This is a well-known theorem; implicit in Grothendieck's Résumé; clean proof published by Joichi in 1966. Since the paper is in free access, I only describe the idea loosely.
Let $S$ be the lattice of finite-dimensional subspaces of $X$. For each $B\in S$, let $T_B$ be an isomorphism of $B$ onto a Euclidean space with indicated distortion bound. For each fixed $x\in X$, define a function $F_x:S\to [0,\infty)$ by $F_x(B)=0$ if $x\in B$, and by $F_x(B)=|T_Bx|^2$ otherwise. Then average $F_x$ over all $B$, and declare the result to be $\|x\|^2$. Finally, check that $\|\cdot\|^2$ satisfies the parallelogram law (which it does, being the average of functions that do).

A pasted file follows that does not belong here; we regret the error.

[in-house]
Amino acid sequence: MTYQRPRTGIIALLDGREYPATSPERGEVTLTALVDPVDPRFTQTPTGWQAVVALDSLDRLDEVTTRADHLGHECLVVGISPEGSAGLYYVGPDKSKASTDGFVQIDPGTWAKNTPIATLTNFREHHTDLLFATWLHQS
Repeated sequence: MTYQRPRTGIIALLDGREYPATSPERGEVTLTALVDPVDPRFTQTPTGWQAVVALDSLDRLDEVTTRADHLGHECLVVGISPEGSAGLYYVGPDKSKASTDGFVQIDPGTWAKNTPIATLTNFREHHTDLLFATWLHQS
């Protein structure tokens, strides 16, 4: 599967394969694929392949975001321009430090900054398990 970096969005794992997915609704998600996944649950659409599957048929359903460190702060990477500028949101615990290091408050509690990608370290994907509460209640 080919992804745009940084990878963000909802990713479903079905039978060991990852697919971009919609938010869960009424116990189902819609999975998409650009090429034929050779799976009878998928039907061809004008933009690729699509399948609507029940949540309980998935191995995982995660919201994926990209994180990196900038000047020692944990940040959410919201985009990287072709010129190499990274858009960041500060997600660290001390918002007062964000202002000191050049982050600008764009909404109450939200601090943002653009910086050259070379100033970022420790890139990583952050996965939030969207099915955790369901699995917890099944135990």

The averaging process amounts to constructing an invariant mean on $S$. Some functions $F:S\to\mathbb R$ have the limit $\lim_S F (B)$ (limit makes sense since $S$ is directed by inclusion). A form of Hahn-Banach theorem extends this limit to an appropriately controlled linear functional on all bounded functions $S\to \mathbb R$.
The comparability of $\|\cdot\|$ to the original norm follows from the fact that the Hahn-Banach extension of $\lim_S F$ is pinched between $\liminf_S F$ and $\limsup_S F$.